Breaking Down Walls in Healthcare


In the workplace, it is important for nurses and physicians to reserve time to step back, look at the big picture of being part of the community that surrounds the organization, and connect with it.

Reaching outside your comfort zone can be empowering and satisfying. I’m a nurse entrepreneur. Over the past year, I wrote a book called Navigating the C: A Nurse Charts the Course for Cancer Survivorship Care. A key premise in the book is that being inside an organization can lead to missing out on what others are doing outside when it comes to meeting cancer survivors’ needs.

I have learned how important it is for clinicians to be aware of what's happening outside of their offices and exam rooms. Nurses and physicians get swept into the whirlwind of the workplace, simply getting through each day's tasks. When this happens, the clinicians becomes survivors, just barely surviving their workloads, yet attempting to provide needed services and care to cancer patients and their families in their times of great vulnerability.

I have tried to reach out to physicians in my community to let them know about my programs, a bi-monthly hybrid exercise class/support group for cancer survivors, which I offer free of charge. I wanted to let them know about the benefits for their patients, answer their questions or concerns around it, and ask them to refer their patients. As a professional, I wanted to let them know what I offer, that I will be attentive to any concerns or contraindications to activities, and their patients will be safe. I wanted to convey to them that I am a resource in the community for their patients once they complete treatment.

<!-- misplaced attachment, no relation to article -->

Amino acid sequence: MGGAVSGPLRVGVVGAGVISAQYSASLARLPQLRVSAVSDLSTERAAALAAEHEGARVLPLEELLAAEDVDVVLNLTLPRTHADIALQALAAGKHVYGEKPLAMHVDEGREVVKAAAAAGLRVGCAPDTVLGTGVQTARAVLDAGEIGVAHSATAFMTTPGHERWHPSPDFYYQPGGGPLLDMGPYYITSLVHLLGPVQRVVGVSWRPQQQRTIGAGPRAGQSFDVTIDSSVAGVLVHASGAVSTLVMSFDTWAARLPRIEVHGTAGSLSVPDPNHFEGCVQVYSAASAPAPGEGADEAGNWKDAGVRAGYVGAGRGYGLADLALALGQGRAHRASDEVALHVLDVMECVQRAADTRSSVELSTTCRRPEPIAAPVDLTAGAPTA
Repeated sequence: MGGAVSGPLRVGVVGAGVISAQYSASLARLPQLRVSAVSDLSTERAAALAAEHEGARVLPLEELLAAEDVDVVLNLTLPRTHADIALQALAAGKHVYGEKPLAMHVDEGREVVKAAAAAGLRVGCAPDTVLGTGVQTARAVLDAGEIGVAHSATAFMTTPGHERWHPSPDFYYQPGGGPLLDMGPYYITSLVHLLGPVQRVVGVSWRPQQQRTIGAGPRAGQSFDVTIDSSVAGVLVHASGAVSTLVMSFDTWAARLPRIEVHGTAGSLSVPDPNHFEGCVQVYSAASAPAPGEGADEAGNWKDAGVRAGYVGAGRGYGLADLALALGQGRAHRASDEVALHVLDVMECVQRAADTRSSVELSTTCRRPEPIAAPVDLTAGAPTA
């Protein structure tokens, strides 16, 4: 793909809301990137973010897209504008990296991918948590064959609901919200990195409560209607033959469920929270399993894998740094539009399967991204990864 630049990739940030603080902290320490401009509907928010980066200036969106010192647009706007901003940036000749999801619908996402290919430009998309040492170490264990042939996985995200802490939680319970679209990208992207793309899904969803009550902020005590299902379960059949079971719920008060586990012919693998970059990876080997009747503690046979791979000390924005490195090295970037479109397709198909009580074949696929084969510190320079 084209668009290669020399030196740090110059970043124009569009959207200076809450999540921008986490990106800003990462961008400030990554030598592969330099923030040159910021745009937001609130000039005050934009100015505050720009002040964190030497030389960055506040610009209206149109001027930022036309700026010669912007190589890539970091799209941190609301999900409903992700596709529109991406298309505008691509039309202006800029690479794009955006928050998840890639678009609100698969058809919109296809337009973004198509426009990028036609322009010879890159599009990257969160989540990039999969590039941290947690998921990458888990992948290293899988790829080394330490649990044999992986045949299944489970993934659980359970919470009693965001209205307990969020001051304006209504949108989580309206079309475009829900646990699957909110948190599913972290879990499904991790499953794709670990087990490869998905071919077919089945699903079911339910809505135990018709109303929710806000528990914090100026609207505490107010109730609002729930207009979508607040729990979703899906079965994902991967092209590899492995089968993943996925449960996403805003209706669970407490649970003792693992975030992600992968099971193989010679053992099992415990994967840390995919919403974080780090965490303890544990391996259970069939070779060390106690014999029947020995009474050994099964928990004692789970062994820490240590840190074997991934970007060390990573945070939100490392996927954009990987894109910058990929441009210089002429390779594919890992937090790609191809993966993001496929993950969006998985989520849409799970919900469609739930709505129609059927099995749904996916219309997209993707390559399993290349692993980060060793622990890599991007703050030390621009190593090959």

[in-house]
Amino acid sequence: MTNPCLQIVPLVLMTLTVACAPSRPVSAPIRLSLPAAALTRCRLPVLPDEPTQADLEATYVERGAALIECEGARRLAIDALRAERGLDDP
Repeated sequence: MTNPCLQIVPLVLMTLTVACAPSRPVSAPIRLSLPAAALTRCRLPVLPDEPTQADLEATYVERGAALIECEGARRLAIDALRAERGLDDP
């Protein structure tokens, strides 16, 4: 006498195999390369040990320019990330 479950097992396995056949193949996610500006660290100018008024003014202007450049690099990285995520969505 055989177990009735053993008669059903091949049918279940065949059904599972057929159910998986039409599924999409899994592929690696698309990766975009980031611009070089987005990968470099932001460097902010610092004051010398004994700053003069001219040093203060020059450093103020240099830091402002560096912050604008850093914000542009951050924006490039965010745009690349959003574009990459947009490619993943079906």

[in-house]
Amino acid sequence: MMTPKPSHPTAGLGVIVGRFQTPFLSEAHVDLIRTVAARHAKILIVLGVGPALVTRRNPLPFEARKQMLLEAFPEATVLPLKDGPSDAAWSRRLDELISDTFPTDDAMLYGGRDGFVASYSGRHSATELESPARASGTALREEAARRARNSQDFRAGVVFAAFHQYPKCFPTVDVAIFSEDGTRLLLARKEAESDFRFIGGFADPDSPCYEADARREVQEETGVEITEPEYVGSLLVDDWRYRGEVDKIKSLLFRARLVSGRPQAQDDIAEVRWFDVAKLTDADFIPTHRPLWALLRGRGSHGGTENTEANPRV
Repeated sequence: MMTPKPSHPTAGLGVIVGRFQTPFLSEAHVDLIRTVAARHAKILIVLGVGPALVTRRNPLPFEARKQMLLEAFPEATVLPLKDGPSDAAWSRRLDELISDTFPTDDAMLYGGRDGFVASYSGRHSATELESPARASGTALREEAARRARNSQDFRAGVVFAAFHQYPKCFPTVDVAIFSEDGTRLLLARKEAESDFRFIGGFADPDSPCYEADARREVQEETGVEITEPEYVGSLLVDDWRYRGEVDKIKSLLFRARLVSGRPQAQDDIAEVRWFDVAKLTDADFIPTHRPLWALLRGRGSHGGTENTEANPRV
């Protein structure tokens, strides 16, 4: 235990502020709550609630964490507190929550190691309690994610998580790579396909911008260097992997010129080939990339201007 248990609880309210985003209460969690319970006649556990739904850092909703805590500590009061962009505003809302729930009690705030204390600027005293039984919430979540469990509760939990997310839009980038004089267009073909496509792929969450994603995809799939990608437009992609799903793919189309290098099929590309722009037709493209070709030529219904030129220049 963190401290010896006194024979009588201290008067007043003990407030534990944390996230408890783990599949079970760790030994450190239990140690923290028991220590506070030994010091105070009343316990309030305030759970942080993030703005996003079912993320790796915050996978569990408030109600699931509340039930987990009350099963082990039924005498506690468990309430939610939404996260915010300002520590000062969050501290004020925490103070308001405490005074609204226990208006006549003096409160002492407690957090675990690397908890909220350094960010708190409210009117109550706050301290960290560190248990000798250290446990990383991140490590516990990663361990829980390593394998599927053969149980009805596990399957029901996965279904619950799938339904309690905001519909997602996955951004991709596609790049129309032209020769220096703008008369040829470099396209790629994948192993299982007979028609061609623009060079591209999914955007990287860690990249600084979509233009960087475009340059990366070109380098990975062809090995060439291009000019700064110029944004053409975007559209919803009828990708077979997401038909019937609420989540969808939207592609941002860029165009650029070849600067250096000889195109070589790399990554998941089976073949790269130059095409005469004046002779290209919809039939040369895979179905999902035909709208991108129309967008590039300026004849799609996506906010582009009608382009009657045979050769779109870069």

In that outreach process, I discovered there is an obstacle to exchanging information from outside to inside an organization’s walls. There is a gatekeeper--often staff members at the front desk who screen out anyone who might take the physician’s time. Even a chance to schedule a short block of time months in advance is met with resistance.

I have wondered, is it really a lack of time? Could it be ego, fear, apathy, or arrogance? Do they think there is nothing outside of their safe zone that could possibly be of value? Is it burnout, from running themselves ragged, maxed out with their patient loads and regulatory demands?

More than one secretary suggested that the way to get their attention is through food. They told me if I wanted to provide a catered lunch or meal for the physicians then they might come in, but there was no guarantee. I am not a pharmaceutical company with a budget allocated to entertaining physicians when I am a solo, small business owner. I’ve heard from other business people that they tried that and only one doctor came in and half-listened while he texted on his cell phone, meanwhile over a hundred dollars of catered food went to waste.

“What’s in it for me?” may be the modus operandi here. I used to be one of those nurses barely surviving twelve hour shifts so I could go home and collapse. I didn’t want my work life infringing on my personal life when I was so exhausted, and the fatigue spilled over into my days off--and I wasn’t being compensated for that.

When we are so stressed out that we don’t have time to find out what else is out there while we’re at work, we shortchange our patients by not giving them the full range of options. For example, not every patient wants to come back to a clinical setting for rehab, and not every patient needs rehab. Some would be better served by community-based providers whether for recovery or other support.

The solution, I think, is systemic. When professionals don’t have time and their administrators don’t see the value of time to interact with outside professionals in the community who can provide needed resources for their patients, the patients suffer. In the workplace, it is important to reserve time to step back, look at the big picture of being part of the community that surrounds the organization, and connect with it, instead of being walled off.

As professionals, we owe it to our patients to be refreshed, fully present at work and prepared to use the full extent of our knowledge, skills, education, and energy to their benefit. If our workplace is compromising what we bring to the patient-nurse relationship, then we need to examine our workplace policies and question our leaders. It is important that nurses and other healthcare professionals have time and energy to interact with community providers outside of the workplace so they are not isolated, and can offer a full range of options to their patients.

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